That one just grew and grew in rehearsal. Initially, I got together with Scott and Karen in the lounge room in Brisbane to go through the songs, and it grew at that initial point. Then when I went over to Berlin to catch up with the keyboard player, the song grew again. It was just kind of steps, and it kept going from one to another. Usually, the songs I write sort of stay within their bounds or their borders pretty much from their start, but this one just grew and grew in a really good way.

The rest of the songs on the album demonstrate your continued desire to keep songs short in a traditional pop sense. What is it about the ‘pop song’ that keeps you coming back to it after all these years?

I have always admired a lot of 60s songwriting and that is one of the basics of what I do, what I lean on, and if you listen to a lot of those great 60s songs, they’re all two to three minutes long and a lot of good information is in there, and over time, it’s become a bit bloated. I am always for editing and I think a good songwriter is able to knock things over in two minutes 30, two minutes 50. If things go for five minutes or so, then I go there, but I like editing, and I like getting things concise and going for impact.

The recent Go-Betweens documentary Right  Here was very well received. Did you enjoy the process of going over the history of the band or was it difficult for you?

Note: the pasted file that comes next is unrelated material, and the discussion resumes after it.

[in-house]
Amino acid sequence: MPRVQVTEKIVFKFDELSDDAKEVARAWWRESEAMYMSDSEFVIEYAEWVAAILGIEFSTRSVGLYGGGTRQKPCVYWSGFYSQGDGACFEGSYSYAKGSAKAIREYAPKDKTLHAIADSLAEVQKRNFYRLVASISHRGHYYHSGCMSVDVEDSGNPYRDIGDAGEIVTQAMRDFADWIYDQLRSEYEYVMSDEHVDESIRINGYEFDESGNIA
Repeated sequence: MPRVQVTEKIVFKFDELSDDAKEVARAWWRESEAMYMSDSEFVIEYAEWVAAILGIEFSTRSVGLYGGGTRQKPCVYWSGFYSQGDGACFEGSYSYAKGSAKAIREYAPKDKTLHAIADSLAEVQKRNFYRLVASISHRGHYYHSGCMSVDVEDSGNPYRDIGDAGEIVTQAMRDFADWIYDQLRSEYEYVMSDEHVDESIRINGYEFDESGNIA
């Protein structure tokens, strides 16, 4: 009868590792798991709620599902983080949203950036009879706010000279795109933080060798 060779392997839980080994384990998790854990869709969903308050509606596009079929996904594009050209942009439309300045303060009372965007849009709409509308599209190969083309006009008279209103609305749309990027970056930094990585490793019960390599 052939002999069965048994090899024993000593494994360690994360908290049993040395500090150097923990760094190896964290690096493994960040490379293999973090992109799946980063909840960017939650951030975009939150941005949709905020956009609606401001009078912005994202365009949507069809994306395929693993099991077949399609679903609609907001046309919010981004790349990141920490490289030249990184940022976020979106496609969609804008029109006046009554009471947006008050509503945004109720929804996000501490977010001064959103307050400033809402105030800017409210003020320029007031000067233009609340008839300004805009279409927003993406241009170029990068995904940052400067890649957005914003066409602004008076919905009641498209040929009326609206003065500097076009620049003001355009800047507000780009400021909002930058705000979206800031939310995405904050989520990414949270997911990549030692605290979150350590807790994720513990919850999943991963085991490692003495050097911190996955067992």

The whole process was good, they were very nice people doing it, Kriv Stenders (Director), and his team were great. From my perspective, you do days of filming and answer a lot of questions and it all boils down to five or six minutes, so I understand that it has to be quite tight and you know they have to take certain snippets to make the film good for the viewer, but you do end up wondering why some things get chosen above others, and that can be a little bit difficult to view.

I have heard a lot of people say that your solo work and that of The Go-Betweens characterises the sound of Queensland (much the same way that The Triffids do for WA). Do you hear more contemporary bands that sound like you and recognise your influence on them?

Occasionally, I do. In the hope that we could somehow one day do a touch of what they do or incorporate things that other bands did. So if bands do it well I think it’s good. I hear it now and then and it’s very flattering.

Who were those bands that you and Grant McLennan looked up to, particularly in the early days when you were starting out?

Bands like Talking Heads, Television, a little bit of the Ramones. The Lovin’ Spoonful, The Easybeats. I’d say Bowie too as I really liked him, but how do you emulate that style with a young group? Also from the perspective of 1978, to do that is formidable and different to what we were doing, though I still admire him a lot.

Finally, I really like the video for Inferno (Brisbane in Summer). Was that your idea and was that your garden being mowed in the video clip?

It’s the director’s garden in Ashgrove and it belongs to Denny Ryan. The idea of being in a suit and mowing the lawn, my wife Jenny came up with that idea. I sometimes don’t have a very good visual imagination, so I was happy with what they came up and I think it turned out quite well.